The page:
Petit Reblochon | ūü¶ÜThe Bow Tie Duck Manila
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Petit Reblochon

The tartiflette cheese

This alpine cheese is semi-soft and made from unpas¬≠teur¬≠ized cow milk. It orig¬≠i¬≠nates from the mas¬≠sif de Aravis, in the Th√īnes region of Haute-Savoie, France.

TAST­ING NOTES FROM THE CURATOR

The Reblo­chon is an award-win­ning cheese, hav­ing earned the Bronze medal at the 2014 World Cheese Awards.

Matured for at least four to eight weeks, it has an edi¬≠ble washed rind in a light beige col¬≠or, and exudes an her¬≠by, earthy aro¬≠ma. Inside, its tex¬≠ture is com¬≠pact, and smooth and sup¬≠ple. Its mild nut¬≠ty fla¬≠vor is deli¬≠cious and del¬≠i¬≠cate, giv¬≠ing off fruity notes.

PAIR­INGS AND PREPARATION

Like many alpine cheeses, the Reblo¬≠chon is excel¬≠lent on its own or as part of a cheese plat¬≠ter. Serve it with fresh, crusty bread and some nuts or dried fruit. Pair with a Savoie wine for max¬≠i¬≠mum enjoyment.

Make sure to serve the cheese at room tem¬≠per¬≠a¬≠ture to ful¬≠ly bring out its bril¬≠liance. Take it out of the refrig¬≠er¬≠a¬≠tor at least two hours before serv¬≠ing. But to tru¬≠ly make it shine, we sug¬≠gest try¬≠ing the Reblo¬≠chon as a tar¬≠ti¬≠flette, a mouth-water¬≠ing tra¬≠di¬≠tion¬≠al win¬≠ter dish, well-loved in the Alps. It‚Äôs per¬≠fect for cold¬≠er days, and easy to make.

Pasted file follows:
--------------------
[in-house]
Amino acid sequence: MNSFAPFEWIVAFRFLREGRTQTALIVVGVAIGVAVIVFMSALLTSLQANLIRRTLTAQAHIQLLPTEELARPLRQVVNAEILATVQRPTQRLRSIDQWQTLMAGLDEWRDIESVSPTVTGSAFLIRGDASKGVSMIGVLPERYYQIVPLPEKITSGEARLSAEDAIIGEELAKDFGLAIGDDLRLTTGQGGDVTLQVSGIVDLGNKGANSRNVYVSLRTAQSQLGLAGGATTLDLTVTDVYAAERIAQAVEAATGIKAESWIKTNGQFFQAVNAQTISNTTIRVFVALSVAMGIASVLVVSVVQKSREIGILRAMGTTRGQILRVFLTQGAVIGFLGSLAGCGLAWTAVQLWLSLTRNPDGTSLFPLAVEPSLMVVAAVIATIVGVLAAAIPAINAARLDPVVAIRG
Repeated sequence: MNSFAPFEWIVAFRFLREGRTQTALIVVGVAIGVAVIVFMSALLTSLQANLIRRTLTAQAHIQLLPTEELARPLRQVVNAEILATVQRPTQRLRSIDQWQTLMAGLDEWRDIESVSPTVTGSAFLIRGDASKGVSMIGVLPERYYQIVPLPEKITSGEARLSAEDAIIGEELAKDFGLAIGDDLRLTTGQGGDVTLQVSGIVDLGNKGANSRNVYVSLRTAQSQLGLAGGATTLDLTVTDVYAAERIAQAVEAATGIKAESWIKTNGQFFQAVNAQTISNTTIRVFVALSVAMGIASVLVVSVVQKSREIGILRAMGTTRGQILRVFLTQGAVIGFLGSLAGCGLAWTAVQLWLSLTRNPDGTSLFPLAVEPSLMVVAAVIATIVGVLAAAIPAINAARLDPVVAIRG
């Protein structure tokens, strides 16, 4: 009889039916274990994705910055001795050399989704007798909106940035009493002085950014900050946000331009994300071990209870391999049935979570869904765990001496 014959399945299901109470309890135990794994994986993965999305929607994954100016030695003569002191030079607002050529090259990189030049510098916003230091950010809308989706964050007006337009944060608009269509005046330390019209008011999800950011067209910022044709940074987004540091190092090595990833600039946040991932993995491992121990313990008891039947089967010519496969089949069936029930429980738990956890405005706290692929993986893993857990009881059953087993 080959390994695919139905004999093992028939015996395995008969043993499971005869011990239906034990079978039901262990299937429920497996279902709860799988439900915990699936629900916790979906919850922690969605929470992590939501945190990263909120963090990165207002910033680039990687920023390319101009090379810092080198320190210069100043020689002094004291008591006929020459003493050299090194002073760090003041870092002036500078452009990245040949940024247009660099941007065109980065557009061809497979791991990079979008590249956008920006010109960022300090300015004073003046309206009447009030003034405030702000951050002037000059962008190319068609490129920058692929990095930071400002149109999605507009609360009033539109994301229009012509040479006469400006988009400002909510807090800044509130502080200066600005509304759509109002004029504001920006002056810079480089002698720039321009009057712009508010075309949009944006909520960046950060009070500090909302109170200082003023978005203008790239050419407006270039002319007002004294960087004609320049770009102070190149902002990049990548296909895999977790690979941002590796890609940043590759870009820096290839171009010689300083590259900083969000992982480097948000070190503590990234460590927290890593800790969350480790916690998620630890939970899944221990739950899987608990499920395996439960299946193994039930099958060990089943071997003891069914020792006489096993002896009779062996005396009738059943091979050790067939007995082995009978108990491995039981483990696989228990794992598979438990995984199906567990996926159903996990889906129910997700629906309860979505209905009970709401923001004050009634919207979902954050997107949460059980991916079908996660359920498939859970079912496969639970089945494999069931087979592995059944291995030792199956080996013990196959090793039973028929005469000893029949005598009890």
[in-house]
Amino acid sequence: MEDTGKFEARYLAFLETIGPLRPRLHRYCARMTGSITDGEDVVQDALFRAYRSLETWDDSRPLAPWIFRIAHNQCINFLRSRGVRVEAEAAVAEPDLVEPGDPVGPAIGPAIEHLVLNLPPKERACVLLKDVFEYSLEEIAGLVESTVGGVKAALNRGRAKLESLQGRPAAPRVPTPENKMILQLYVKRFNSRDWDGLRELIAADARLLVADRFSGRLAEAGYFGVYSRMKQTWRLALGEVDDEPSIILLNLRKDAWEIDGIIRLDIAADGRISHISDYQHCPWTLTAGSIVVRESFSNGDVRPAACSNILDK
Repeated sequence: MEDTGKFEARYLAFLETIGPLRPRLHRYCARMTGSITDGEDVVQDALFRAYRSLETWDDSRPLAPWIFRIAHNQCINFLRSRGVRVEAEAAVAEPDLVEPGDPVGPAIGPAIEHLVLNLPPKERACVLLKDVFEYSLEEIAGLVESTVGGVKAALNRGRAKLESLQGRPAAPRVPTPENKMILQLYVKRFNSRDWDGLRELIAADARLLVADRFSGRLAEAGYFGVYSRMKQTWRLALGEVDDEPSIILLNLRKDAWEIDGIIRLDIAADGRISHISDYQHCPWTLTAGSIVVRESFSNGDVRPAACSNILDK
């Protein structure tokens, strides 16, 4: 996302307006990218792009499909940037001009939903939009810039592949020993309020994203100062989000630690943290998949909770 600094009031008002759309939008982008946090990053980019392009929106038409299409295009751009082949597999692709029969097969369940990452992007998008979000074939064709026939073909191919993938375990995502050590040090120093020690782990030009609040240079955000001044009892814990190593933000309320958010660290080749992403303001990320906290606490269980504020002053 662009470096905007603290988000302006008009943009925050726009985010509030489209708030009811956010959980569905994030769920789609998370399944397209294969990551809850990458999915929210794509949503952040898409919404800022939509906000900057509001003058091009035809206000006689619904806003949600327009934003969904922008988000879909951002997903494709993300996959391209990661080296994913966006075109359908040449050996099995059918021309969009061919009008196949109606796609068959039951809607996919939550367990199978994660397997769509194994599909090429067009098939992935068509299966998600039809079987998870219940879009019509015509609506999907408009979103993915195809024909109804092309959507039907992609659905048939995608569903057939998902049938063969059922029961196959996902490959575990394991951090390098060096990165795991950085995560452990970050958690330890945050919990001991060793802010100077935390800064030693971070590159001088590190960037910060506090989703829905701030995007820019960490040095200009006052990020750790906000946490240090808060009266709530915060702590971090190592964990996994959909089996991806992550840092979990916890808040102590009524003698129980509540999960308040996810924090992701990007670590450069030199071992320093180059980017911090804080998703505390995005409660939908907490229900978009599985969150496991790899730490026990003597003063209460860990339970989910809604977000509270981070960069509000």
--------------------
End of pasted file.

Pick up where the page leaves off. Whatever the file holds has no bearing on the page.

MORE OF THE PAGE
• Boil some pota¬≠toes in salt¬≠ed water; let cool before peel¬≠ing and slicing.
  • Saut√© some onions and bacon on a pan, adding a splash of white wine when both are ten¬≠der. Add salt and pep¬≠per to taste.
  • Lay¬≠er some pota¬≠to slices on the bot¬≠tom of a but¬≠tered casse¬≠role pan/‚Äčpie plate.
  • Pour the bacon-onion mix¬≠ture, then cov¬≠er with anoth¬≠er lay¬≠er of potatoes.
  • Spread some cr√®me fraiche before lay¬≠er¬≠ing your slices of Reblo¬≠chon on top.
  • Bake in the oven, and voila! A tar¬≠ti¬≠flette‚ÄČ‚ÄĒ‚ÄČa very, very good dish that will make you want to lick your emp¬≠ty plate.

CLEVER ORI­GINS

The word Reblo¬≠chon comes from ‚Äč‚Äúreblocher,‚ÄĚ which means, ‚Äč‚Äúto pinch a cow‚Äôs udder again.‚ÄĚ Dur¬≠ing the 14th cen¬≠tu¬≠ry, landown¬≠ers would tax farm¬≠ers based on the amount of milk their cows pro¬≠duced. The farm¬≠ers would then not ful¬≠ly milk their cows, not until after their landown¬≠er had mea¬≠sured the yield. The milk that comes from the sec¬≠ond half of the milk¬≠ing ends up much rich¬≠er, which con¬≠tributes to the creami¬≠ness of the Reblochon.

Storage Instructions

Cheeses (except brined ones in jars) should be stored in the crisper or the but¬≠ter draw¬≠er of a refrig¬≠er¬≠a¬≠tor, not on the shelves them¬≠selves. This is to help reg¬≠u¬≠late their tem¬≠per¬≠a¬≠ture and humid¬≠i¬≠ty lev¬≠els‚ÄČ‚ÄĒ‚ÄČand pre¬≠vents the for¬≠ma¬≠tion of mold. Once opened, they should not be kept in their orig¬≠i¬≠nal pack¬≠ag¬≠ing. Soft cheeses with del¬≠i¬≠cate rinds need to breathe, so they are best placed in glass con¬≠tain¬≠ers lined with paper tow¬≠els to absorb extra mois¬≠ture. Leave the lid open a tiny bit for air to cir¬≠cu¬≠late and don‚Äôt for¬≠get to write up a label with the date you first opened the pack¬≠age. Your cheese will be fine for up to one month, unless oth¬≠er¬≠wise stat¬≠ed in best before date stamped on the label.